[CRYOLIST] Upcoming ACCAP Webinars: 5/16/17 (The exceptionally warm winter of 2015-16 in Alaska: Attribution and anticipation) & 5/19/17 (NWS Alaska Climate Outlook Briefing)

Tina Buxbaum tmbuxbaum at alaska.edu
Wed May 10 17:38:39 PDT 2017

Below is information about two upcoming ACCAP webinars.  Flyers are
attached.  Please share as you see fit.



ACCAP Alaska Climate Webinar
The exceptionally warm winter of 2015-16 in Alaska: Attribution and
John Walsh, University of Alaska Fairbanks
*Tuesday, 16 May 2017 *
10:00-11:00am AKDT

To register for the webinar, please fill out the form available at:
*https://accap.uaf.edu/Warm_Winter <https://accap.uaf.edu/Warm_Winter>*

Alaska experienced record-setting warmth during the 2015-16 cold season
(October-April). Statewide average temperatures exceeded the
period-of-record mean by more than 4°C over the seven-month cold season and
by more than 6°C over the four-month late-winter period, January-April. The
record warmth raises two questions: (1) Why was Alaska so warm during the
2015-16 cold season? (2) At what point in the future might this warmth
become typical if greenhouse warming continues? On the basis of circulation
analogs computed from sea level pressure and 850 hPa geopotential height
fields, the atmospheric circulation explains less than half of the
anomalous warmth. The warming signal forced by greenhouse gases in climate
models accounts for about 1°C of the of the anomalous warmth. A factor that
is consistent with the seasonal and spatial patterns of the warmth is the
anomalous surface state, which 454. The surface anomalies include (1)
above-normal ocean surface temperatures and below-normal sea ice coverage
in the surrounding seas from which air advects into Alaska and (2) the
deficient snowpack over Alaska itself. The location of the maximum of
anomalous warmth over Alaska and the late-winter/early-spring increase of
the anomalous warmth unexplained by the atmospheric circulation implicates
snow cover and its albedo effect, which is supported by observational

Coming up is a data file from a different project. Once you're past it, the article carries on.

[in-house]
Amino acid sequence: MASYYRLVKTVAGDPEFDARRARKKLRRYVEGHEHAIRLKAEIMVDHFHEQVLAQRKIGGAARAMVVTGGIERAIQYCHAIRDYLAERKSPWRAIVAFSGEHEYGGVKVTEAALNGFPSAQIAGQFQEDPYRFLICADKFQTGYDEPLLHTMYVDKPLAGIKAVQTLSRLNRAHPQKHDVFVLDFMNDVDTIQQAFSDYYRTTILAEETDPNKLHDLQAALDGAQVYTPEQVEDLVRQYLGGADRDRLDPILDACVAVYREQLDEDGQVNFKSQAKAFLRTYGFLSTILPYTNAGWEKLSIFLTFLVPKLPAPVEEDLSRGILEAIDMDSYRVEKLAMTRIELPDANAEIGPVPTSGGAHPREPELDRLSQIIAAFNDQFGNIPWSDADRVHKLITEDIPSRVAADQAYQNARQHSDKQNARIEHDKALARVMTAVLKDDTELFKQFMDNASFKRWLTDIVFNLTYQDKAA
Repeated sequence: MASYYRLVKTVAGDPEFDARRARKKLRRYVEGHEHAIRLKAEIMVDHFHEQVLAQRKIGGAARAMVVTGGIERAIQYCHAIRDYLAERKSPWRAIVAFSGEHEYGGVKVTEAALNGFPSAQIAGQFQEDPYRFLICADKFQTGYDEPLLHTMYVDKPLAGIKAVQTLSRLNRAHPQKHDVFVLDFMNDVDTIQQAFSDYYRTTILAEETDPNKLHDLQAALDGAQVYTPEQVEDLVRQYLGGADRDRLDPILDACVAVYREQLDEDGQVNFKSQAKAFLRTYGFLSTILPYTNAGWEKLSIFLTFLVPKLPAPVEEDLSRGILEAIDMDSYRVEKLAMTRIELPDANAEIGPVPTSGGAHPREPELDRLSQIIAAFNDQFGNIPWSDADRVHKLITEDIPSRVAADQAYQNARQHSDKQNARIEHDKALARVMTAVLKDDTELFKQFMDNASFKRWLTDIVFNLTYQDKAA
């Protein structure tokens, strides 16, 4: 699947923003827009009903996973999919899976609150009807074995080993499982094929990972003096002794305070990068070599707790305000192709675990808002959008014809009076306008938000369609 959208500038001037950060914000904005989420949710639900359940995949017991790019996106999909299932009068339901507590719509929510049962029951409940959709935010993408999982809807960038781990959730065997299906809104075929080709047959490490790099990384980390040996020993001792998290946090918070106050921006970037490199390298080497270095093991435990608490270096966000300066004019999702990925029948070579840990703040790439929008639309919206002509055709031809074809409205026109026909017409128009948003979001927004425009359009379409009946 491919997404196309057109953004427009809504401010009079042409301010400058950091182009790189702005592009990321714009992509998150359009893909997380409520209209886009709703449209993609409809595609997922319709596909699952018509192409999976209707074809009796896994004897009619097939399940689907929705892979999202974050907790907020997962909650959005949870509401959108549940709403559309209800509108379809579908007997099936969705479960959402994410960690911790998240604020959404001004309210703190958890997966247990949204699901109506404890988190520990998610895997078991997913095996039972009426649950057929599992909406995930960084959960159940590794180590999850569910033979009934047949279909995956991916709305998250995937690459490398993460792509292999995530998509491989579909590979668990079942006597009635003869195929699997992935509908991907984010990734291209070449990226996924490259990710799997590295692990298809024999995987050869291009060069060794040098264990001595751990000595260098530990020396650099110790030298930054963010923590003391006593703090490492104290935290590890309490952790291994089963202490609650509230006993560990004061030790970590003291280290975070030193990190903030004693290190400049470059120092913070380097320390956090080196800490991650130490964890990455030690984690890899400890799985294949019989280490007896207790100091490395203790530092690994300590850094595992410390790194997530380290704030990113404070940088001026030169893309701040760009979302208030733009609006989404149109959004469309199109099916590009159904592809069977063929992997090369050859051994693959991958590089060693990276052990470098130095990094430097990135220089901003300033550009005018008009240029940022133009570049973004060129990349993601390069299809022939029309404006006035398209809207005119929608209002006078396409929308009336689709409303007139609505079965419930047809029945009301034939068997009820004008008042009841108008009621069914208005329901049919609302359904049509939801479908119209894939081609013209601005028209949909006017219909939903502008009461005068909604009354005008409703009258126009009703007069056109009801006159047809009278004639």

measurements in the boreal forest and tundra biomes. Climate model
simulations indicate that warmth of this magnitude will become the norm by
the 2050s if greenhouse gas emissions follow their present scenario.

Available in-person in *IARC/Akasofu 407* on the UAF Campus or online

Registration and more information available at:

May 2017 National Weather Service Alaska Climate Outlook Briefing
Rick Thoman, Climate Science and Services Manager, National Weather Service
*Friday, 19 May 2017 *
12-1:00pm  AKDT

For more information, please go to:

Do you lie awake at nights wondering what the upcoming season will be like?
Want to place bets with friends and family on next month's weather? If so,
good news:

The tools and techniques for making monthly and season scale climate
forecasts are rapidly changing, with the potential to provide useful
forecasts at the month and longer range. Rick Thoman (Climate Science and
Services Manager, Environmental and Scientific Services Division, National
Weather Service Alaska Region) will review recent climate conditions around
Alaska, review forecast tools and finish up with the Climate Prediction
Center's forecast for the upcoming season.

Rick will also present a "*Feature-of-the-Month*" special addition in which
each month he will highlight a topic relevant to the particular month.

Available in-person in *IARC/Akasofu 407* on the UAF Campus or online

Feel free to bring your lunch and join the gathering in-person or join
online to learn more about Alaska climate and weather.

This will be a monthly series generally taking place the third Friday of
each month.

Tina Buxbaum
Program Manager
Alaska Center for Climate Assessment and Policy (ACCAP)
University of Alaska Fairbanks
930 Koyukuk Drive * P.O. Box 757245 * Fairbanks, AK 99775
Phone: 907-474-7812 * Fax: 907-474-5662
Listserv request <http://bit.ly/ONQRT0>
ACCAP on the web <http://www.accap.uaf.edu/>
Facebook:  <http://goog_1876008796/>SNAPandACCAP
Twitter: @SNAPandACCAP <http://twitter.com/#%21/SNAPandACCAP>
Vimeo <http://vimeo.com/snapandaccap> and Flickr
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